The even more amazing thing is that the cost of homeschooling was found to be only 5% of the cost per student in public education ($500 versus $10,000 per student) but of course this doesn't include the opportunity cost of the parent who is not able to work a full-time job and homeschool. However about 20% of homeschooling parents do hold a full or part time job with nearly 85% of those being part time. One thing that is nearly universal is the existance of a computer in the home for homeschoolers (98.3%) as technology is one way to improve the experience and the delivery in both learning style and pace. Again the cost of the computer and Internet access is normally not considered in the $500 cost above as it is typically an appliance available in most households today.

Compelling research, results with serious implications and food for thought for all parents that care about their children's education.

Monday, August 10, 2009

Standardized Testing to Standardize Our Kids?


I totally understand the concept of No Child Left Behind but the rhetoric is much better than the execution. It is a catchy title but that alone won't accomplish the results intended and a soundbite on it's own isn't worth the digital media it is embedded on. What we need isn't standardized testing, we need a rock solid, standardized curriculum that specifies what kids need to know in order to advance to each grade level. And why in the world should it be state specific? I think New England got it right when all of these neighboring states said, let's agree on standards for all of our collective states instead of each one of us doing this on our own. What if we took it two steps further a nationwide standard but not on tests, on knowledge and curriculum - blasphemy.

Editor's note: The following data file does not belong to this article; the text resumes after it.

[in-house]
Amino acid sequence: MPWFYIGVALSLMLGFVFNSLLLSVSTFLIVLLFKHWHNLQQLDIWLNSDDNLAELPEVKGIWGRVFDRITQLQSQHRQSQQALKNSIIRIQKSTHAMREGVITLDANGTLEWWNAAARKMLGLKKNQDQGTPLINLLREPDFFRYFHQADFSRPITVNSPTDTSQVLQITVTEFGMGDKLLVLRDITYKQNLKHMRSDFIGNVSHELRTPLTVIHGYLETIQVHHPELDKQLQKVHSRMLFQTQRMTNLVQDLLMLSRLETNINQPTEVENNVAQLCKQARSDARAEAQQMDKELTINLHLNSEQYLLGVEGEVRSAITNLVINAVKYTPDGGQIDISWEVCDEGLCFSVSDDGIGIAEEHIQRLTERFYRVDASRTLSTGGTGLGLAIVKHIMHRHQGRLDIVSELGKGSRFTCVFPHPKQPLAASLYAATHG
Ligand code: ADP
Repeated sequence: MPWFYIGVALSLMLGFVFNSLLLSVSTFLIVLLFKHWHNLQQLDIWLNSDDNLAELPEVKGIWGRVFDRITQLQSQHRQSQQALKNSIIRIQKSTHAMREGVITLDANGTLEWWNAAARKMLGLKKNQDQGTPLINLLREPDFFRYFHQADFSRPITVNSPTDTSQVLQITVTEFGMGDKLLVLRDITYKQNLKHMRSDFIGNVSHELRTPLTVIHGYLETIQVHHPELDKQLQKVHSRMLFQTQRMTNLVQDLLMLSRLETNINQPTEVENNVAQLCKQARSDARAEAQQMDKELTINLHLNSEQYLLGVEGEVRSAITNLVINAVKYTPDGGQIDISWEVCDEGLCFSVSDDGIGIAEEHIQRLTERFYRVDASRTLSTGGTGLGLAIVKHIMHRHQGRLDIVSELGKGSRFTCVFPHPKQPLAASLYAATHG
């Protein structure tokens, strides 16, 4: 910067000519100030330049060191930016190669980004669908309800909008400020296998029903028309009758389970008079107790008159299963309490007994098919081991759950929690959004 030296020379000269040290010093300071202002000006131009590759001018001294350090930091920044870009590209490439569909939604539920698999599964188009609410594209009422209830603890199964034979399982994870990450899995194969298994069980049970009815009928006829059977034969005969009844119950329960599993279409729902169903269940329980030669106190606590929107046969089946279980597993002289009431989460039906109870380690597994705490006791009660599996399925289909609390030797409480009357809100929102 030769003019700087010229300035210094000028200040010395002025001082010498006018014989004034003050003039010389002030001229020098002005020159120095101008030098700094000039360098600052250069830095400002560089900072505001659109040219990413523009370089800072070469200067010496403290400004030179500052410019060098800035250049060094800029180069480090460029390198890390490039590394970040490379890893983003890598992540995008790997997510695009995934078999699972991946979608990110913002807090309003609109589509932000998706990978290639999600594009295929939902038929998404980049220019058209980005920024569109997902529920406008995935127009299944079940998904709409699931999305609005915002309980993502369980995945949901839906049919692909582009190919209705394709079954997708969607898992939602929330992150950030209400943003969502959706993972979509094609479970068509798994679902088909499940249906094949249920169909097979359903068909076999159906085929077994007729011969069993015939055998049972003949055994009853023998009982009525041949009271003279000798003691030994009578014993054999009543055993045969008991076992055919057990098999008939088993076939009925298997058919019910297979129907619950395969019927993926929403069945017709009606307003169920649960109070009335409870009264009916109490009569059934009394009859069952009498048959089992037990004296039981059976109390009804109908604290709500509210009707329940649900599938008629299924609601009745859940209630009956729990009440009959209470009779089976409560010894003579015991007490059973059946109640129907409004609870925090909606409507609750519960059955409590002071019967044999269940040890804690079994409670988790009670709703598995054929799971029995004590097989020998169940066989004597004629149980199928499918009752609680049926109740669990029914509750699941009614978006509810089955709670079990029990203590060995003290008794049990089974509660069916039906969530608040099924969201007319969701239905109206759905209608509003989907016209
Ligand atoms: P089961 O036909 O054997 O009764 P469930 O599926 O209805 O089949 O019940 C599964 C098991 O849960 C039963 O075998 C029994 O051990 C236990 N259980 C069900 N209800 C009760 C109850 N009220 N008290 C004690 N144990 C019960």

Focusing on the test is like our focus on the symptoms, not the cause of an illness. The reason/cause that kids are left behind is that they don't learn the things they need to succeed in life, but instead of focusing on that, we focus on testing to see what kids know at each grade level, so our kids get good at taking tests which may or may not measure what they need to know. If we are lucky they do, but without a healthy well defined curriculum it is more pot luck than by plan and design.